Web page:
Re: styles in col & colspan elements

Nicholas Shanks wrote:
> Hey all,
> I don't know if this is just a lack of implementation or I'm 
> misunderstanding the specifications, but are the col and colspan 
> elements special with regards to what styles they accept?

Very much so. Only 4 properties, currently, are defined to work:

> Surly any style which works on a td or tbody element should work on the 
> columns too!

I would have to say Ian Hickson's weblog entry entitled "The mystery of 
why only four properties apply to table columns" provides a good insight 
into this situation and the problems, though there are a number of other 
accounts of this (probably all in the archives of this list somewhere).

> Some of these seem to caused by a lack of support in <td> elements for 
> the specified style, such as this:
> <html><body><table border="1">
> <tr><td style="width: 40px; white-space: pre; overflow: hidden;">one two 
> three four five
> Which should look something like this:
> +-------------+
> | one two thr |
> +-------------+
>  |<-  40px ->|
> But no browser renders that correctly either :-(

I wouldn't be surprised if the table layout method "defined" in CSS 
limits some things from working, or causes unexpected results; however, 
laying out a table (especially incrementally) is seriously hard work and 
believe current implementations have limits to what they support.

In your example, the desired effect can be achieved by using a <div> 
inside a <td> and applying the style to the div, at least in Mozilla.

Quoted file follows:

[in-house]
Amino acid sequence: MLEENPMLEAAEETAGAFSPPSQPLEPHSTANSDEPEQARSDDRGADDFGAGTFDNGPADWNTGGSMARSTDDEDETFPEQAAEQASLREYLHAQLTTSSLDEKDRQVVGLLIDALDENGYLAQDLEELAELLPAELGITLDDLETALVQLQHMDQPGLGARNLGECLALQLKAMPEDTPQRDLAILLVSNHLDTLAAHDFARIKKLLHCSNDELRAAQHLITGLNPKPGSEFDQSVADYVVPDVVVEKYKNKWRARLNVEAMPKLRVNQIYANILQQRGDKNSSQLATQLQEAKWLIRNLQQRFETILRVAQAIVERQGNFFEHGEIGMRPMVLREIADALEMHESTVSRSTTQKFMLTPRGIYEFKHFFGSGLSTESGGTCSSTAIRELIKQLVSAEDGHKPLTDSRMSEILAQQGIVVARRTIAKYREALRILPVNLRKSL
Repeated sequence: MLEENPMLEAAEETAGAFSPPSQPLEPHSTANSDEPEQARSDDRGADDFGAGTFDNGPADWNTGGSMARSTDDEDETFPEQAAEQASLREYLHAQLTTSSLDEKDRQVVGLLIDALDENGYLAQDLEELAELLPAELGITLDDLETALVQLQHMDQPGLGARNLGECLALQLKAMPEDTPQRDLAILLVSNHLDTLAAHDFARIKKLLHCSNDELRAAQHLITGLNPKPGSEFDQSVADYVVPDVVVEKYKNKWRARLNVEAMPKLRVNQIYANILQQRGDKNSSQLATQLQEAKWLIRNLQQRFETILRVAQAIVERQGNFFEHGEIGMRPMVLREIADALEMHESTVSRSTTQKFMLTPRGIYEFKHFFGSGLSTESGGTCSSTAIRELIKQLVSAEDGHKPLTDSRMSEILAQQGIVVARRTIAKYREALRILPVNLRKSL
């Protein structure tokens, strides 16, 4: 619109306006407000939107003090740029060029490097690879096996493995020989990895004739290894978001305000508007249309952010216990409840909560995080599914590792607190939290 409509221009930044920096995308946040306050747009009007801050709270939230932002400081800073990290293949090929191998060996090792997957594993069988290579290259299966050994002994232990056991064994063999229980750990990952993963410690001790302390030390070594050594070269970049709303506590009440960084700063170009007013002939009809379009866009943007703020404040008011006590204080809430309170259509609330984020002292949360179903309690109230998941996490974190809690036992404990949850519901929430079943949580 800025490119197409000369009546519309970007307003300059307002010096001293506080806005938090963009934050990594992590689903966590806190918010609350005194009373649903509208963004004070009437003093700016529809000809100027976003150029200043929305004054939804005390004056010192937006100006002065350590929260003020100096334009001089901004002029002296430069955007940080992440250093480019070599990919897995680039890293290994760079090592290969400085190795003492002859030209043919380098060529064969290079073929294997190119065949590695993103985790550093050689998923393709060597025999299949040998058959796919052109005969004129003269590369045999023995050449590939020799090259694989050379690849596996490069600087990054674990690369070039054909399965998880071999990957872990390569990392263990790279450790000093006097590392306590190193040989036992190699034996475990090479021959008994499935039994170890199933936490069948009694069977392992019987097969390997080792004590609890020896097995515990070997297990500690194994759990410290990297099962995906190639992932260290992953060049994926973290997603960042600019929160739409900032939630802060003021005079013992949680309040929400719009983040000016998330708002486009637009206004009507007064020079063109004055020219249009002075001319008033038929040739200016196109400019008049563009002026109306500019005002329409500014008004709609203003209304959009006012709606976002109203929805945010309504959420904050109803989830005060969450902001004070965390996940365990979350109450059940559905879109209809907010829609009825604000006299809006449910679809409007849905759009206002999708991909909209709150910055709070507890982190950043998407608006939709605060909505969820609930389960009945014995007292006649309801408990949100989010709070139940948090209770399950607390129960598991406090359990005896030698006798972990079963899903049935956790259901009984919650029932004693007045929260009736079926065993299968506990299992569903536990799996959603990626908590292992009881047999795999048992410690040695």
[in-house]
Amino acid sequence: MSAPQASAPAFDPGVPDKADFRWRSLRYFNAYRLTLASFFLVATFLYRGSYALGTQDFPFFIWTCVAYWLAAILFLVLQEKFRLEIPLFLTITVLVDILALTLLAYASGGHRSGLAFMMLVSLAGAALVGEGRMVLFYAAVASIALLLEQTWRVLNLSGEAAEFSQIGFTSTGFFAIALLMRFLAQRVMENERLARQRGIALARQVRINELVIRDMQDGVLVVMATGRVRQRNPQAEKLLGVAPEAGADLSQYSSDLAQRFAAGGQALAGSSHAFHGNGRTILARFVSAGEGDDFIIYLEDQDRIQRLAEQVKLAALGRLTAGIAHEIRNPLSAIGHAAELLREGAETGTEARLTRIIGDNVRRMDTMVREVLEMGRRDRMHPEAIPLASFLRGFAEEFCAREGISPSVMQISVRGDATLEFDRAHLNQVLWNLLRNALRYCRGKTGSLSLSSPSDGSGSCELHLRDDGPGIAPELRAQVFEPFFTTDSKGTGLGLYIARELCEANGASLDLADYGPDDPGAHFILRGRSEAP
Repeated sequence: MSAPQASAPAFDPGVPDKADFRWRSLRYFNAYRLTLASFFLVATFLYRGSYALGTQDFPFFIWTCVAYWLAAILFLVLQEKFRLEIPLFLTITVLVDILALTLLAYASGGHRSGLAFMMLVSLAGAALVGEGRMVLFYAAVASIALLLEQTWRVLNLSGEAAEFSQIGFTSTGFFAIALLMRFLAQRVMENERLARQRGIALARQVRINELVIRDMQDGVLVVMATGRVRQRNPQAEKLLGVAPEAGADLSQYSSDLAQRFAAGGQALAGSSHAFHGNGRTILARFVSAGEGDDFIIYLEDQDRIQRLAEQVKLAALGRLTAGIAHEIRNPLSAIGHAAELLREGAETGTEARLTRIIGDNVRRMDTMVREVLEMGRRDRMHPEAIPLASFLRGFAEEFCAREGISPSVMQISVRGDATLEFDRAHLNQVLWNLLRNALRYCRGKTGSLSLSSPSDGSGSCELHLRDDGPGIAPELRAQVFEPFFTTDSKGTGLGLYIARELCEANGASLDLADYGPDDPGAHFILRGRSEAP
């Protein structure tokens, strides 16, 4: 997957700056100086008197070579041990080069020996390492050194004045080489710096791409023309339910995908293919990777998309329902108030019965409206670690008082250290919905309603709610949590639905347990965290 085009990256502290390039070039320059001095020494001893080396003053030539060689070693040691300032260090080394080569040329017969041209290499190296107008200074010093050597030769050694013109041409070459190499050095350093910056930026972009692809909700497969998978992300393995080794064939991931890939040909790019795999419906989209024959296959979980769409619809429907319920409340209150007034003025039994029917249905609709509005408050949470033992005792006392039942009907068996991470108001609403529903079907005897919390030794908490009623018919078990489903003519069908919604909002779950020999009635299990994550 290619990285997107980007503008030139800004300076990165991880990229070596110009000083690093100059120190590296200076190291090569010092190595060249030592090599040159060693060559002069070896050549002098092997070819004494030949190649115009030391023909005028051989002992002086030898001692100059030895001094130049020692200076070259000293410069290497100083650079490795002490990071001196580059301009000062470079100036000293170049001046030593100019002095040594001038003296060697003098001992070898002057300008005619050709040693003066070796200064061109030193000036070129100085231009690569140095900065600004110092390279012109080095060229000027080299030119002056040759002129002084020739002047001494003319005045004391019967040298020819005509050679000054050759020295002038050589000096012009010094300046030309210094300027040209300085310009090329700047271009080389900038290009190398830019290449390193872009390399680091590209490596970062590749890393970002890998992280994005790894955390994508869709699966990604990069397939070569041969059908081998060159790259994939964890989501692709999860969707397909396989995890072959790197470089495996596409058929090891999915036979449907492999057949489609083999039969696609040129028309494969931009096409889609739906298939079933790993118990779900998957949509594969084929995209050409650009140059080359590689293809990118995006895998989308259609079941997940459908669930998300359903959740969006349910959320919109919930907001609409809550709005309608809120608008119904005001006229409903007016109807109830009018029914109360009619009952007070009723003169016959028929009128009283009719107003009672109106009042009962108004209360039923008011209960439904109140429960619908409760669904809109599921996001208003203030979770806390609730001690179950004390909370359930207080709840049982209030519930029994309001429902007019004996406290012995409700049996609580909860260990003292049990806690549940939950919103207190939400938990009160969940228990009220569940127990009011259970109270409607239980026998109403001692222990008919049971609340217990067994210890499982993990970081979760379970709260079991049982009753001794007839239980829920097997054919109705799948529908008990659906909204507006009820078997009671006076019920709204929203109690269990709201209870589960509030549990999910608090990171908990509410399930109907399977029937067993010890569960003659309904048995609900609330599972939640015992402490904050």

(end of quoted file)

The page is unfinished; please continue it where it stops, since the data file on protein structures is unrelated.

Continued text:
> Also, is there a definition of what should happen in this case:
> <html><body><table style="color: red;">
> <col style="background-color: yellow;">
> <col style="color: blue;">
> <tr><td colspan="2">some text
> Are the two styles merged (which takes precedence?) or does the cell 
> only take on the styles of one column?
> (i.e. is the cell text red or blue?)
> Opera and Safari, when presented with conflicting background colours 
> take that specified by the first column. If this is not defined, should 
> it be?

See and as earlier.

 From what I see, the cell will have a yellow background, since item 3 
from #table-layers says "The background extends to cover the full area 
of all cells that originate in the column, even if they span outside the 
column, but this extension does not affect background image positioning."

The text would be red, since 'color' is not a property supported on col 
and col-groups, and thus is simply inherited from the table.

James Ross <>

Received on Tuesday, 11 May 2004 18:00:06 UTC